- The next day:
- Weigh out 150g (5.3oz) of the almond/icing sugar mixture. Add 30g of unbeaten egg whites and mix together. Choose the coloured powder you want to use and add a knife point of it. Mix in and continue until you are satisfied with the colour. Set aside.
- In a small pot, heat the water and caster sugar, stirring occasionally until it reaches 100°C (212°F). As soon as you reach this point, start beating the second 30g of egg whites with an electric mixer. They should become frothy at this point, but not stiff.
- When the sugar/water mixture heats to 118°C (244°F), take it off the heat and pour it in a slow, steady stream into the egg whites without stopping the mixer. Continue to beat the egg whites and sugar syrup on a moderate speed until the mixture is completely cold. Congratulations! You’ve just made Italian meringue!
- Now add the meringue mixture little by little to the almond flour mixture, stirring it in with a rubber spatula.
- Continue to swirl and pat the mixture until it begins to glisten. this can take a while. It took me about 5 or 10 minutes in the course.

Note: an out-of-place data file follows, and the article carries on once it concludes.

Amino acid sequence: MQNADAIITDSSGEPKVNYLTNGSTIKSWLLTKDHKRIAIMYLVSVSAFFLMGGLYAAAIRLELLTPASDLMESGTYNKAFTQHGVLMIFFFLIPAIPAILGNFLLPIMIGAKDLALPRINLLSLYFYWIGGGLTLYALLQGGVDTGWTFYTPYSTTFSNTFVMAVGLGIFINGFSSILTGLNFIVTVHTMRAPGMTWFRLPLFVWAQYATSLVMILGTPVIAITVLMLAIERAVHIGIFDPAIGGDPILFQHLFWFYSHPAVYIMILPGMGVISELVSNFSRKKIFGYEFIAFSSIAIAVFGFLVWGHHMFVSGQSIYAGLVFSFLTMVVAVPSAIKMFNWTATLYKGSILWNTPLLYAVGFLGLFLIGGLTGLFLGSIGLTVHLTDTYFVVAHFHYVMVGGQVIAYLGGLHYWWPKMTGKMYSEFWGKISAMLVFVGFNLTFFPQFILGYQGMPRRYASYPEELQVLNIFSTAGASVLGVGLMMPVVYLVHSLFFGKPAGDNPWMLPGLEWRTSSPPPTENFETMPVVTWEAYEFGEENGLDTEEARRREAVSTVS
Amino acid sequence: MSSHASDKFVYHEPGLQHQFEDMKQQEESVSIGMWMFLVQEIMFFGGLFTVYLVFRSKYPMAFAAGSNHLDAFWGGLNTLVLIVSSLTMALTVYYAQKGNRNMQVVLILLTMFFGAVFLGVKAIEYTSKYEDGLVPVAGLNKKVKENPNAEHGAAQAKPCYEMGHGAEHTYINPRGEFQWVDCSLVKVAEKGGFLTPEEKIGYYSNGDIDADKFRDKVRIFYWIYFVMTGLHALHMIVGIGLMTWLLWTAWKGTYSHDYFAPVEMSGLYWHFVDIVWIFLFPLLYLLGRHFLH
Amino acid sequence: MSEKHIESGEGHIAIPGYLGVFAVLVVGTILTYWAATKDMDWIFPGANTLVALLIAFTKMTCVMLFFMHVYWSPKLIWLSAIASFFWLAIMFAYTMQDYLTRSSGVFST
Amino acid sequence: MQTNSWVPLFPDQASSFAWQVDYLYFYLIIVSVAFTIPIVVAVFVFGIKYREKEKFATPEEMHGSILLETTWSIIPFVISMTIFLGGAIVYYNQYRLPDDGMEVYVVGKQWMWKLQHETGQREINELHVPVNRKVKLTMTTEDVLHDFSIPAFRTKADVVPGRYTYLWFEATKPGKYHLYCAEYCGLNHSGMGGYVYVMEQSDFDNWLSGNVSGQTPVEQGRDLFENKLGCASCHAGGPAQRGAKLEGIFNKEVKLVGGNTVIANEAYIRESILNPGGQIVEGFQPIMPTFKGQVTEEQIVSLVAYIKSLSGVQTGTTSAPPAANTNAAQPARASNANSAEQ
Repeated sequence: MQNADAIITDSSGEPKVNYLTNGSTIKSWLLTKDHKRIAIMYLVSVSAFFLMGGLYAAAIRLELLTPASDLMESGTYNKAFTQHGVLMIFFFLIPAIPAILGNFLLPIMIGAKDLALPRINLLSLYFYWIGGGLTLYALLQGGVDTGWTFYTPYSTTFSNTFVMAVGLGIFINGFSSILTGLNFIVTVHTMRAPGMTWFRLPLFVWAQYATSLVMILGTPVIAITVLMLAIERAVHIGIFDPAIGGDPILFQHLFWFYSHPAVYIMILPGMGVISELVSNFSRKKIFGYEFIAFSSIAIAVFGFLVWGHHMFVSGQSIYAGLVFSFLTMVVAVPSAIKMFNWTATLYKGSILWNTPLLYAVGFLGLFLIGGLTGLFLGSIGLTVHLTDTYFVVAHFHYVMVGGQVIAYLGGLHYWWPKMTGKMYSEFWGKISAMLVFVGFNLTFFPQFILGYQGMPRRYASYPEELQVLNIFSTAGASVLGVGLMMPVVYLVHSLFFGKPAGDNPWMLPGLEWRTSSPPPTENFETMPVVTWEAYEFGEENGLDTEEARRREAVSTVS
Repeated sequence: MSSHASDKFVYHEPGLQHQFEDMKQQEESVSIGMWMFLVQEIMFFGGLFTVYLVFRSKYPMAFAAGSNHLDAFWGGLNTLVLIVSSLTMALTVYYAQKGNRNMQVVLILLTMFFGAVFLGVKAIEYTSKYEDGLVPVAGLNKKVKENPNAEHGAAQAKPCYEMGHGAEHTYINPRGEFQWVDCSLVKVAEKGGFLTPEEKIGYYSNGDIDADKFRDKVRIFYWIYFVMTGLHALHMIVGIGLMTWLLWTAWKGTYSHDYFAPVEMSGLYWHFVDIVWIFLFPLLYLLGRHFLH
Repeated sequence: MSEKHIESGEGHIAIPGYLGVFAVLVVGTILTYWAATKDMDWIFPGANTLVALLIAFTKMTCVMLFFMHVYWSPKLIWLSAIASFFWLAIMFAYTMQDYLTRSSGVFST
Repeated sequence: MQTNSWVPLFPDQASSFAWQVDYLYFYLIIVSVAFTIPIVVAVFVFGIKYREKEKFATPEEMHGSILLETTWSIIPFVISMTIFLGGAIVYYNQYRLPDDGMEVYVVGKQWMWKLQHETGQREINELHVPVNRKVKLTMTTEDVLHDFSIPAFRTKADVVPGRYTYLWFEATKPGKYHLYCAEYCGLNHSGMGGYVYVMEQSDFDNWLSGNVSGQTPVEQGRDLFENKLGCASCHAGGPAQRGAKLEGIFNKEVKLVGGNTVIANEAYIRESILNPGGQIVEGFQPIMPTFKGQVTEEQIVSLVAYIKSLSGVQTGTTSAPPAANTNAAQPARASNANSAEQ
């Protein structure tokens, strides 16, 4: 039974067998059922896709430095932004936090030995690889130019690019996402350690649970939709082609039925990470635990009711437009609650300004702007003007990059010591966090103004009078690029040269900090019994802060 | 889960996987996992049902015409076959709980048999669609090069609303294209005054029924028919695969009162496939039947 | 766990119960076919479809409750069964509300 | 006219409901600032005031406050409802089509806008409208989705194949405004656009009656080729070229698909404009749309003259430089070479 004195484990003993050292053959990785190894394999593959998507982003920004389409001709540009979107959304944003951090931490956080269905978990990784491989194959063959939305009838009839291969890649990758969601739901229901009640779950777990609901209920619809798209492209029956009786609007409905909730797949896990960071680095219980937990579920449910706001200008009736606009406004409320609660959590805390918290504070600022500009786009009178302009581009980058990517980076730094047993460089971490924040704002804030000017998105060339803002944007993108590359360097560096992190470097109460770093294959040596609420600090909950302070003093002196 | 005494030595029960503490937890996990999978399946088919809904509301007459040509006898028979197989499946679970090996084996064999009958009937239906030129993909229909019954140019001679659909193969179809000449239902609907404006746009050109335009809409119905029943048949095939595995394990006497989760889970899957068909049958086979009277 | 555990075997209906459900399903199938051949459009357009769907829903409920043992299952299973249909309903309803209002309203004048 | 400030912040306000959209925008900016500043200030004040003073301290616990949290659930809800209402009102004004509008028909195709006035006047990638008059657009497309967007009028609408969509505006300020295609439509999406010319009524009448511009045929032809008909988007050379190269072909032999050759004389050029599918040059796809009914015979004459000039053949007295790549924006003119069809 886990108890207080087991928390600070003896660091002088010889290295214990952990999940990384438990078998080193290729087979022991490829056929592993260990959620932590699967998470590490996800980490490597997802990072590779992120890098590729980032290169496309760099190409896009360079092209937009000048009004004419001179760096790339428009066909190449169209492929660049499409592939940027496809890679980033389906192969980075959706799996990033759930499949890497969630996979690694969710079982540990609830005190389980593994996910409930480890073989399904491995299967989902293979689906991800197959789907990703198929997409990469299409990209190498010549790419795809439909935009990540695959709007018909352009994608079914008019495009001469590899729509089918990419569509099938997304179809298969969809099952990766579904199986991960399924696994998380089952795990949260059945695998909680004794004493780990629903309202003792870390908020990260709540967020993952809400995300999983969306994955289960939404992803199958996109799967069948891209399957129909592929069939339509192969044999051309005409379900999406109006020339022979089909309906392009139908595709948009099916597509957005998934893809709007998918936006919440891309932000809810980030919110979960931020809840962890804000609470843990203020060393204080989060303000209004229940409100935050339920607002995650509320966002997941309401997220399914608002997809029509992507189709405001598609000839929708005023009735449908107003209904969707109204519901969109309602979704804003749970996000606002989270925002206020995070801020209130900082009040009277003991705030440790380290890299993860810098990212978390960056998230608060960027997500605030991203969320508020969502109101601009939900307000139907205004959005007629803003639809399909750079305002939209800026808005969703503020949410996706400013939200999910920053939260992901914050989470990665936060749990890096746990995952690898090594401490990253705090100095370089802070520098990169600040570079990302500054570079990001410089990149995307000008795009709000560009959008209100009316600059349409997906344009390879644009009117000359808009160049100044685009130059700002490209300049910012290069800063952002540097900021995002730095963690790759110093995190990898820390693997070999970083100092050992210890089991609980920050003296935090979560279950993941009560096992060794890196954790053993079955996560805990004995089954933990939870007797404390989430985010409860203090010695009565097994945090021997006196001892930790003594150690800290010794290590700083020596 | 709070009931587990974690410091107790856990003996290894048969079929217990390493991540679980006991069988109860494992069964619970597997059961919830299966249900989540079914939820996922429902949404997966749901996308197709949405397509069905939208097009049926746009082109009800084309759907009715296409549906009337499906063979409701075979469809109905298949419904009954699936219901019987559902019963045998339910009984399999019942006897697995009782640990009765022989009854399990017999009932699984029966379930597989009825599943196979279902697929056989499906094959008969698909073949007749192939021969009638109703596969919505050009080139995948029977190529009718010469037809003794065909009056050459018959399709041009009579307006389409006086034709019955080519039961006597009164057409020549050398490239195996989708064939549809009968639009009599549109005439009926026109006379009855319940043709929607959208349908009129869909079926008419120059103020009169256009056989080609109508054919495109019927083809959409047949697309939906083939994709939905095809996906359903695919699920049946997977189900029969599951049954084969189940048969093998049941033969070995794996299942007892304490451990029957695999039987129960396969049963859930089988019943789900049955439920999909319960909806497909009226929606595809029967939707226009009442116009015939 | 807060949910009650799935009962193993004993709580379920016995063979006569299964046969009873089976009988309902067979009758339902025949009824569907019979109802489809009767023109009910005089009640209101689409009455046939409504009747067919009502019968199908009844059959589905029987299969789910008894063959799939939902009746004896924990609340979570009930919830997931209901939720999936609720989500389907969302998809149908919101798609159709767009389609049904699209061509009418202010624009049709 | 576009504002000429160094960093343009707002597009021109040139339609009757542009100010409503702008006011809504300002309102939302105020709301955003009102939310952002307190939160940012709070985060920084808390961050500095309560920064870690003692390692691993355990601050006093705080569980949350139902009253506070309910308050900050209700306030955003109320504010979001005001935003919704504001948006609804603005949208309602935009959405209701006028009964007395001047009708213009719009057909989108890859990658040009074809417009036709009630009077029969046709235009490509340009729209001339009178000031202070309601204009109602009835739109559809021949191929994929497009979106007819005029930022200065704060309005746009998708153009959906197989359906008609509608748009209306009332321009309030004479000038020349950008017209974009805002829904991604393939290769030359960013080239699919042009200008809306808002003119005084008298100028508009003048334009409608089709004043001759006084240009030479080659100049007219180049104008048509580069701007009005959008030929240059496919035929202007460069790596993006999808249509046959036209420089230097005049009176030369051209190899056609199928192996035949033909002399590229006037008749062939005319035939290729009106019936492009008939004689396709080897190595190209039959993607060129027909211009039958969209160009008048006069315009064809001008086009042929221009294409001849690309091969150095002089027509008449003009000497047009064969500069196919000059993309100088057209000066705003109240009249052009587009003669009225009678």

- Put the mixture in an icing bag and pipe out blobs of it to fill the pre-drawn circles on your baking sheet (so that they are all abot the same size).
- Cook the macarons at about 150°C (300°F) for approximately 10 -12 minutes. You need to watch them cooking. If they start to crack the oven may be too hot, so you need to lower the temperature slightly. Start to touch the tops of the macarons gently after about 8 minutes. When they are firm, but slightly yielding, then they can be taken out.
- Leave them to cool before putting them together with the filling of your choice. You can used jam, marscapone with flavours like chocolate or lemon, caramel, nutella, ganache (that’s for another recipe post!). Your imagination is the only limit!